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Federated Co-op buys Terra Grain Fuels’ ethanol plant near Belle Plaine

The 185,000-square-foot plant produces 150 million litres of ethanol per year and contributes $100 million yearly to southern Saskatchewan
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Federation Co-operatives Limited (FCL) intends to purchase Terra Grain Fuels’ (TGF) 150 million litre-per-year ethanol plant near Belle Plaine as part of a mutual agreement between the two companies. 

The move would position local co-ops throughout Western Canada to continue to provide transportation fuels to members so meet existing renewable fuel standards. It would also help co-ops prepare for the incoming national Clean Fuel Standard, according to an FCL news release. No financial details were released. 

“As an active contributor to Western Canada’s energy sector, we understand that we have a role to play in reducing greenhouse gas emissions and finding ways to lower the carbon intensity of the fuel we manufacture and distribute,” said Cal Fichter, FCL vice-president of energy. 

“This purchase not only prepares us to meet the incoming national Clean Fuel Standard, it also fits our commitment to being a responsible and sustainable contributor to Western Canada’s economy for decades to come.”

The 185,000-square-foot TGF plant — located on 152 acres — contributes more than $100 million annually to southern Saskatchewan through the purchase of more than 400,000 metric tonnes of grain and other starch-rich crops from more than 400 area producers. The plant also processes and sells up to 160,000 tonnes of dried distillers grains (DDGs) every year.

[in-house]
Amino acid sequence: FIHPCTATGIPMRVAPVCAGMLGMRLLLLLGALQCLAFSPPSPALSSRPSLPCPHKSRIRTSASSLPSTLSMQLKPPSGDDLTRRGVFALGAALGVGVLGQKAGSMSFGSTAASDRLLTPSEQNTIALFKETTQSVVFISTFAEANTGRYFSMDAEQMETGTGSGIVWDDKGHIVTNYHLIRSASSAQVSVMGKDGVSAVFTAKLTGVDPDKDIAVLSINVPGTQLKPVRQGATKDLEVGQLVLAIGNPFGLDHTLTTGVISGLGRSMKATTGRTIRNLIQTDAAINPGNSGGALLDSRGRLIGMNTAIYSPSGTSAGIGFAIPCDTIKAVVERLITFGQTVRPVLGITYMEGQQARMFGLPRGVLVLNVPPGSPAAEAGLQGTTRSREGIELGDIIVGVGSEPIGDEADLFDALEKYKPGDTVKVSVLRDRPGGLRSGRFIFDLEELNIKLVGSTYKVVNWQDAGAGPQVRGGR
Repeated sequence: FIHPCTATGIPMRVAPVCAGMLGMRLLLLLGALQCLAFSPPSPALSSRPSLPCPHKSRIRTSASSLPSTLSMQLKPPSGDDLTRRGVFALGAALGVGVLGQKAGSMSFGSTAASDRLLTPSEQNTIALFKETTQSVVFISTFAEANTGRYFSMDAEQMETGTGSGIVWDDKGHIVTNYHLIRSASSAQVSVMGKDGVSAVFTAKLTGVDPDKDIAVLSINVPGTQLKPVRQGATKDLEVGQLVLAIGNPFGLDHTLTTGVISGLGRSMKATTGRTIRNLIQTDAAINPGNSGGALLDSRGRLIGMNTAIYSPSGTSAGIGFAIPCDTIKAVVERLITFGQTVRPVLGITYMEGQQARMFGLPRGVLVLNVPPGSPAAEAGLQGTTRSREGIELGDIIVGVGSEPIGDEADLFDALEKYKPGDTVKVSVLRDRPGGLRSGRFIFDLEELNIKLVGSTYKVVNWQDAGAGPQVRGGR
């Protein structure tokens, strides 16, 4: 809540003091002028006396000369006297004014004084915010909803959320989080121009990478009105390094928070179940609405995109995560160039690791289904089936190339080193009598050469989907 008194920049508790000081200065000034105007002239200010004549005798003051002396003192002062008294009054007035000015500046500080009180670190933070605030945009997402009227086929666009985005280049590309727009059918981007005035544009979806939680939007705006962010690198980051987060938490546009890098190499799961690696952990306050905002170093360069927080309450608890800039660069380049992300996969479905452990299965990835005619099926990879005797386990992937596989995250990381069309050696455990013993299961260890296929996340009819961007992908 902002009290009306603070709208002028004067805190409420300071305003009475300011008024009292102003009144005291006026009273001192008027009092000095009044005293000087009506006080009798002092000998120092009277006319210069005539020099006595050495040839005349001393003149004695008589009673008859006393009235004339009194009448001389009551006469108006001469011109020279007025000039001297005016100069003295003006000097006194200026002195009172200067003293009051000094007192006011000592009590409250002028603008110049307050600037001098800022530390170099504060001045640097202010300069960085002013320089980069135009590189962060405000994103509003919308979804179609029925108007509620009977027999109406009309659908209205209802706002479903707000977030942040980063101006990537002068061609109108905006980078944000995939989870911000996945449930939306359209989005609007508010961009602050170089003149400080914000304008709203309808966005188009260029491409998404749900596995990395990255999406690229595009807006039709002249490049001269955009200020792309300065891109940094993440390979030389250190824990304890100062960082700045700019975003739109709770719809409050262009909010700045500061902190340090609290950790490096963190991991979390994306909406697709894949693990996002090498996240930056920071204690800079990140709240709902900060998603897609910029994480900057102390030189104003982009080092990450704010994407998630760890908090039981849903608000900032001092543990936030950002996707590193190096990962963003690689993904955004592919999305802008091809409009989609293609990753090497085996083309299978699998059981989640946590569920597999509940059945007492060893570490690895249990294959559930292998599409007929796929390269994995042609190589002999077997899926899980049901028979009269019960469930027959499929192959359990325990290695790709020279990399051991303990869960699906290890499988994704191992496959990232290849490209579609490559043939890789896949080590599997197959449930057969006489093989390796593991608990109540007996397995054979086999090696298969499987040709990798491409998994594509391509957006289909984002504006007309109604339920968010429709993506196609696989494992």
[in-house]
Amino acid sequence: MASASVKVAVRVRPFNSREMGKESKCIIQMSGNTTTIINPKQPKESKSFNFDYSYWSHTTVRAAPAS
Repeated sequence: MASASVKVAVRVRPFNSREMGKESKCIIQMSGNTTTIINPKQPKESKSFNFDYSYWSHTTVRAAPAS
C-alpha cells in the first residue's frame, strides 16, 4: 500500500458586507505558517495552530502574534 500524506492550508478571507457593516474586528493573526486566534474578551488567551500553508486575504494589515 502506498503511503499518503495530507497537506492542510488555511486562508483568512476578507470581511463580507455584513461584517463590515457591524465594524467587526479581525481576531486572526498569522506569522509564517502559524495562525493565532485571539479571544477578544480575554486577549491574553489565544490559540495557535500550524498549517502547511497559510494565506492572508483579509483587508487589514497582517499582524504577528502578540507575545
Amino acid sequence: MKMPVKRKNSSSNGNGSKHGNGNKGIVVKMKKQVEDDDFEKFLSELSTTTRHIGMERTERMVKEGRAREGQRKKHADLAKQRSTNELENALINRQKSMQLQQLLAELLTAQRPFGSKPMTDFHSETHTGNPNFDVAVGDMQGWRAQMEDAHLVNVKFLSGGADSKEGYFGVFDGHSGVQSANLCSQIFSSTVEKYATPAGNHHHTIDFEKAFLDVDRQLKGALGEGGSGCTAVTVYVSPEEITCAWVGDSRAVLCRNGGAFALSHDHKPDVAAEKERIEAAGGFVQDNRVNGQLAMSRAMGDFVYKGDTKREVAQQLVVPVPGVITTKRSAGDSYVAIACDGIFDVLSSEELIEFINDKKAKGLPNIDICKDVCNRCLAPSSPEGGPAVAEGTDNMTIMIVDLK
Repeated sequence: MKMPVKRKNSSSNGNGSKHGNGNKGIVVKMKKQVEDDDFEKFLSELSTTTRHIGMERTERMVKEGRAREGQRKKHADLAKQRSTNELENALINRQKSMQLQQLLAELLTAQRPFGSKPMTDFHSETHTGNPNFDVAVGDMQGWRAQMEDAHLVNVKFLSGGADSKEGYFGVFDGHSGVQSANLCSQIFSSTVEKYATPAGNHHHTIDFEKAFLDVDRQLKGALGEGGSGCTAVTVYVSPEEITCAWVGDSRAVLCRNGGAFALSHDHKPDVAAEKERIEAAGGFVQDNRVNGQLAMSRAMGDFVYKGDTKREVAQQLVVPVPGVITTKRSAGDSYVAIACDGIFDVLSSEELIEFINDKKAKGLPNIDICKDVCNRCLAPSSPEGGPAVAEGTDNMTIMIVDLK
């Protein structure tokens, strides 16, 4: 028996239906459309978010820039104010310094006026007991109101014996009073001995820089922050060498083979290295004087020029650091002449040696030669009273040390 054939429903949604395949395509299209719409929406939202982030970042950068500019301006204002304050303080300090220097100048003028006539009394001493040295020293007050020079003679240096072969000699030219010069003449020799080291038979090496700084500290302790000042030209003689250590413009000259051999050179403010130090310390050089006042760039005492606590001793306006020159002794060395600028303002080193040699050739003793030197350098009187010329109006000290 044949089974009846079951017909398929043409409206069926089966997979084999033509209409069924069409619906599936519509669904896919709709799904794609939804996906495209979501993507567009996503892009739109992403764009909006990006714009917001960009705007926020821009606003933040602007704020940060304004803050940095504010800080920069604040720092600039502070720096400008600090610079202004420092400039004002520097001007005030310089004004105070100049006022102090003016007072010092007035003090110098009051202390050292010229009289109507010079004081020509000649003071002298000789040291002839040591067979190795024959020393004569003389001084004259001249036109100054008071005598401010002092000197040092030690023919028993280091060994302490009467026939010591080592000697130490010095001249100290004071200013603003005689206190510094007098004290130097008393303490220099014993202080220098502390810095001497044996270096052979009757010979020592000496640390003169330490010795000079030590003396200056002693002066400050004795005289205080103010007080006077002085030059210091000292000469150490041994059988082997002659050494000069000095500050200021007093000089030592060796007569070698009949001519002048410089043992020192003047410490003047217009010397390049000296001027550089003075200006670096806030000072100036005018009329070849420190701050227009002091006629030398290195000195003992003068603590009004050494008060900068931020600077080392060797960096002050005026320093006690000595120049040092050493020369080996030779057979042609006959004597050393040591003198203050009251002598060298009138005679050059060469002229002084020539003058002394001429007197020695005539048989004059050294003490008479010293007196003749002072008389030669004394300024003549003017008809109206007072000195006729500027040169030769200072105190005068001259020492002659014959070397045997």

Operations at the plant began in 2008. The TGF plant then became one of two major ethanol plants in the province and helps Saskatchewan produce 16 per cent of Canada’s ethanol. 

“We are very pleased that our business is being acquired by FCL, a long-term and trusted customer of TGF and one of the most stable and successful organizations in Western Canada,” said Calvin Eyben, president of TGF.

“This is a big win for TGF, FCL, the province of Saskatchewan and all of our stakeholders. To our valued customers, suppliers and other business partners, it will be business as usual for TGF and we don’t anticipate any interruptions during this transition period.”

FCL is planning to build on what TGF has established by investing in the plant to make it more efficient and by pursuing carbon capture and storage technologies.

“Two of our deepest connections to Western Canada are agriculture and energy,” said Pam Skotnitsky, FCL vice-president of strategy. “To be able to invest in both through a local business that is already creating positive economic impacts is really an ideal situation for FCL and the Co-operative Retailing System.”

FCL will continue to operate TGF with its 45 existing employees who have built up the plant and business over the last decade. TGF will keep working directly with all of its existing clients and partners.

“We look forward to welcoming these new team members and working with them on bringing improvements to the plant that they’ve already invested so much in,” said Skotnitsky. “As part of the Co-operative Retailing System that reaches 780 gas bar and card lock locations, they’re having an impact across Western Canada.”

The sale of TGF, subject to certain closing conditions, is expected to close by May 31.